Wingspan is 17.3"/440mm; true 1/72 scale; that's what makes it tough. Covering is silver Esaki, which is why it has to be a "G" model. I figured one color covering was easier, but it will have a red tail.

I just put all the parts I have (fuse and wing half covered, empanage covered), with Rx, coils, and props on a scale: 20g. Battery is about 4g, so it leaves 6g for the rest of the covering and details. Even at 35g it should fly fairly realistically. The real weight question is the four nacelles.

If it looks half as good as your planes, I'll be happy. I consider this a prototype because the wingtip shape is wrong, and the fuse is too slender in the rear. I just want to see it fly, then plan on improving it. The next one will have an OD/grey printed tissue. I have the artwork already.
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Old Feb 13, 2010, 12:43 AM
Like a Boss
Heliman420's Avatar
Canada, BC, Whistler
Joined Jun 2006
2,130 Posts
I somehow missed this thread... Very nice!!! ive been waiting for someone to do a 1/72 multi engine bomber.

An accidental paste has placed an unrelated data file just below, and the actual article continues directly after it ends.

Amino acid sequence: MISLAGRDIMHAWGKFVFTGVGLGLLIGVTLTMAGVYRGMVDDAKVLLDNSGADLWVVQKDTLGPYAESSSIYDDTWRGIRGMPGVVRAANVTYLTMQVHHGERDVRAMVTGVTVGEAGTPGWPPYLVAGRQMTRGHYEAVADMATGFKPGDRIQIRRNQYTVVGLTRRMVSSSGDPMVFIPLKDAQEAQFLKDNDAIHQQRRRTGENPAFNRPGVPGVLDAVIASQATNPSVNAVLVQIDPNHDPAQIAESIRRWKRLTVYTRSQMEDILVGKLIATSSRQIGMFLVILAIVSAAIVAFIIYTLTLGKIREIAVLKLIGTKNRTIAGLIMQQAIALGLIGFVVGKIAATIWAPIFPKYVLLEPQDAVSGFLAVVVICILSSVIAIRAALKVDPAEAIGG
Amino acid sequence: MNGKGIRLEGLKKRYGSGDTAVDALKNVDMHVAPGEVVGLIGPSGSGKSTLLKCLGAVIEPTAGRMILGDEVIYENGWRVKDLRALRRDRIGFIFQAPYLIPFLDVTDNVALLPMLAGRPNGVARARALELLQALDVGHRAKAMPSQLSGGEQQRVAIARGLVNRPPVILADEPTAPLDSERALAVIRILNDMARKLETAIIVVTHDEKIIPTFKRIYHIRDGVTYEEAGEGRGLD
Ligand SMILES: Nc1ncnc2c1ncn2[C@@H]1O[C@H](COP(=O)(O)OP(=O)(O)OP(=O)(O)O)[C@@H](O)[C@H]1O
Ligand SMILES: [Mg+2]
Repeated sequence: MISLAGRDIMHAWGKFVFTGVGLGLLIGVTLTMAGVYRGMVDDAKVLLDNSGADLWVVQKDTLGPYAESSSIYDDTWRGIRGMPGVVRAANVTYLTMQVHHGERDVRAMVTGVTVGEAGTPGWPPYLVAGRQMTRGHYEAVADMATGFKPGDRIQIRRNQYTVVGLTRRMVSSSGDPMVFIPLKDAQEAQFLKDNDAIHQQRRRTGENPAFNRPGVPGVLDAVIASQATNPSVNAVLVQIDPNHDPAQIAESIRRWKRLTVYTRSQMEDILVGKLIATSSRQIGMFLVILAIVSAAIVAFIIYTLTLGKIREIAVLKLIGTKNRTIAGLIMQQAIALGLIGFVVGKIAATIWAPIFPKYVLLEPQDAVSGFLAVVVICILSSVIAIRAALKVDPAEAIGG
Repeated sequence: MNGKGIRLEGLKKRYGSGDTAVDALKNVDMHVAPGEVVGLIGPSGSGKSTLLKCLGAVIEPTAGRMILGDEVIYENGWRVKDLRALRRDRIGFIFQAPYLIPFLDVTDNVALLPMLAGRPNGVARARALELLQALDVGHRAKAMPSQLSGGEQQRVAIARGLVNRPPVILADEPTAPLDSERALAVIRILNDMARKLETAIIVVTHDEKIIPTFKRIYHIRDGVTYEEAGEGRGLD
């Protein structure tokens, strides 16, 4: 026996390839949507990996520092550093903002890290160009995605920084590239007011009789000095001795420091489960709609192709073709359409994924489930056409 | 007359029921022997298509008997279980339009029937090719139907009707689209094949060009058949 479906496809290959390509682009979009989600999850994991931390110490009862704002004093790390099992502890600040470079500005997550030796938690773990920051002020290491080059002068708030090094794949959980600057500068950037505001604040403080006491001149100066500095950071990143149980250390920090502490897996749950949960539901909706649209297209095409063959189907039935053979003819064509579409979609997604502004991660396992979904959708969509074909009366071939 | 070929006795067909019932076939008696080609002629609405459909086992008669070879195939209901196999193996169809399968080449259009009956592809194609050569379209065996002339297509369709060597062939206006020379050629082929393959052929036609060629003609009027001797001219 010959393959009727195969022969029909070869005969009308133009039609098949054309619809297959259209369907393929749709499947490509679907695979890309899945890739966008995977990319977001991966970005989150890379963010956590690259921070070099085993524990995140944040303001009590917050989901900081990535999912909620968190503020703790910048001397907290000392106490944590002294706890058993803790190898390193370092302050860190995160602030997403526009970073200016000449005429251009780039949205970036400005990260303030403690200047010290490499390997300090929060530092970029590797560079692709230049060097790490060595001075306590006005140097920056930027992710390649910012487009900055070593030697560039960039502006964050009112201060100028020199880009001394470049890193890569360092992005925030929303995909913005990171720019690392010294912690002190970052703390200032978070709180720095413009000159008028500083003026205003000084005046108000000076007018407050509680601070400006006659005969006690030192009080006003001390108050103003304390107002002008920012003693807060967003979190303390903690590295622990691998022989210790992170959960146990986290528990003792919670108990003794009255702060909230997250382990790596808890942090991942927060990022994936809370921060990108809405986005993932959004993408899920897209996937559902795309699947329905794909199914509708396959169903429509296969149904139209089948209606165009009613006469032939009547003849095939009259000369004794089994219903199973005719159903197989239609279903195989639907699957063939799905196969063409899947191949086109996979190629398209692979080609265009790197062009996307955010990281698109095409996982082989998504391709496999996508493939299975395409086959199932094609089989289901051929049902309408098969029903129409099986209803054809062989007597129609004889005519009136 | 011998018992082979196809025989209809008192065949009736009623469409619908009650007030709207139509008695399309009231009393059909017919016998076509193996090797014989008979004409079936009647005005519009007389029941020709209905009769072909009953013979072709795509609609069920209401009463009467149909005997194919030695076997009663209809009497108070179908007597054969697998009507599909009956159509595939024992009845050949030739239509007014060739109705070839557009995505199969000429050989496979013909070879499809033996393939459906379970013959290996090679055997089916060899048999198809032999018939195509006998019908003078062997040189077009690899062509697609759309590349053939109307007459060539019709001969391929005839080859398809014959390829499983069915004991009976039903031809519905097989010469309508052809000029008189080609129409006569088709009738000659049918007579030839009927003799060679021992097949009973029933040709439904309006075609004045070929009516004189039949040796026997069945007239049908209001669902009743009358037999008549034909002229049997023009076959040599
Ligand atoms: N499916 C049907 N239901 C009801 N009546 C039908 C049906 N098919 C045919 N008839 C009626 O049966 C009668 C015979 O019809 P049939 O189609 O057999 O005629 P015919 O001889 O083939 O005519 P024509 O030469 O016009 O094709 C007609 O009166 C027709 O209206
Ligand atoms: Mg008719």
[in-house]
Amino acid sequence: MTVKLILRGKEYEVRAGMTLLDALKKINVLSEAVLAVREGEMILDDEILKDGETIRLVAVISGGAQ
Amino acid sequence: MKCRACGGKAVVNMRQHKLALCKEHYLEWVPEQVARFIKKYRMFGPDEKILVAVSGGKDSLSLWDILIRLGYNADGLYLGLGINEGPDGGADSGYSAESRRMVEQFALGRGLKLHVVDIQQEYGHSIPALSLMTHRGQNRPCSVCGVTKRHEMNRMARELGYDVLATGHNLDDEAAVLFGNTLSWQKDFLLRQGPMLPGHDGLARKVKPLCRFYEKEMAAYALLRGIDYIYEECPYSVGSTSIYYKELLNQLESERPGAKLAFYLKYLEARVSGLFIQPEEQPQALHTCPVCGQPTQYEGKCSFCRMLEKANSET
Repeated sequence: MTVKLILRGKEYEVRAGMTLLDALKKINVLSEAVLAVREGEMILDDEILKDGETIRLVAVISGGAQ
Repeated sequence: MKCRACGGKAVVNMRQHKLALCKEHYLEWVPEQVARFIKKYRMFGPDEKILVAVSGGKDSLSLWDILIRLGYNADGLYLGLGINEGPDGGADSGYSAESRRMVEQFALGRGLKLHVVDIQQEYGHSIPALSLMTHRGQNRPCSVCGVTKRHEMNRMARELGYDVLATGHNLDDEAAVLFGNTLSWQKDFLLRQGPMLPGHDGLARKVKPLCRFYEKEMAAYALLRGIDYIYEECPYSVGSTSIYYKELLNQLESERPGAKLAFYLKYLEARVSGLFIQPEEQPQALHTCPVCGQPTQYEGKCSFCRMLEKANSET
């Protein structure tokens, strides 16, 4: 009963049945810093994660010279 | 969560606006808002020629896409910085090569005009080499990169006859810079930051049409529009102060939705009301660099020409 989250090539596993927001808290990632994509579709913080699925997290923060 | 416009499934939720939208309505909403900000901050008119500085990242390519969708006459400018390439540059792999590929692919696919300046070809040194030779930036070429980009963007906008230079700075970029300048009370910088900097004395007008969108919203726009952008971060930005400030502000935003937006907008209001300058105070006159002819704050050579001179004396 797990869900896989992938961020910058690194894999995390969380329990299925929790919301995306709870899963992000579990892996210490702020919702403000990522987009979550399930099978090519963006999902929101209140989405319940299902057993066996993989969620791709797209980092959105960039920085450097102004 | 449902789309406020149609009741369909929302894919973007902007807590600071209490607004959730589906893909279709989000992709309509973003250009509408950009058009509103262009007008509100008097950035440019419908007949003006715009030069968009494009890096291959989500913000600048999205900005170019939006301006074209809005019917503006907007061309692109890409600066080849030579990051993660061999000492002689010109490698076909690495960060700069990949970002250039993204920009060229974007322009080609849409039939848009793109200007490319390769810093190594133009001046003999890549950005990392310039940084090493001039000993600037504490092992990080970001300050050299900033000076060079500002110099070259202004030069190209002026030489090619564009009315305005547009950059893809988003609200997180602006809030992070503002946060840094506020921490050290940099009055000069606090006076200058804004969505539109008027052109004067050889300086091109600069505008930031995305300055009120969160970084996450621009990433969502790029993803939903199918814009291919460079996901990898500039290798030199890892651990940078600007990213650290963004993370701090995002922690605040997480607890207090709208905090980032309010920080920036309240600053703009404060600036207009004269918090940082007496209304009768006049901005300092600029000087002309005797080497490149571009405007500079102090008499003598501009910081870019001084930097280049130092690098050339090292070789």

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Old Feb 13, 2010, 04:13 AM
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Beijing, China
Joined Nov 2006
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wparsons and heliman,

Thanks for the kind words.
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Old Feb 13, 2010, 11:36 AM
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Joined Jan 2005
489 Posts
Wow a 1/72 B-17!!! I will follow this very closely. I have wanted to build one out of .025 and .018 DUROBATICS so I'll be interested in the rc gear that you use. Great work!!!!
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Old Feb 14, 2010, 02:08 AM
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Beijing, China
Joined Nov 2006
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Bob,

I'm using a Plantraco Micro 9 4ch Rx with 5.5mm OD, 3.8mm ID 60 ohm coils.

I am now recovering the wing. I tried to cover dry, since I was afraid of warping the wing covering one side at a time. It was a horrid wrinkled mess, even after repeated shrinking.

The wing seems to be plenty strong, and the wet applied tissue looks so much better. Silver Esaki is much less user friendly than the white or other colors. It shrinks much less, too. Live and learn.
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Last edited by reylf_gnijieB; Mar 07, 2010 at 09:10 AM. Reason: Coil size was wrong
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Old Feb 14, 2010, 04:40 AM
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Beijing, China
Joined Nov 2006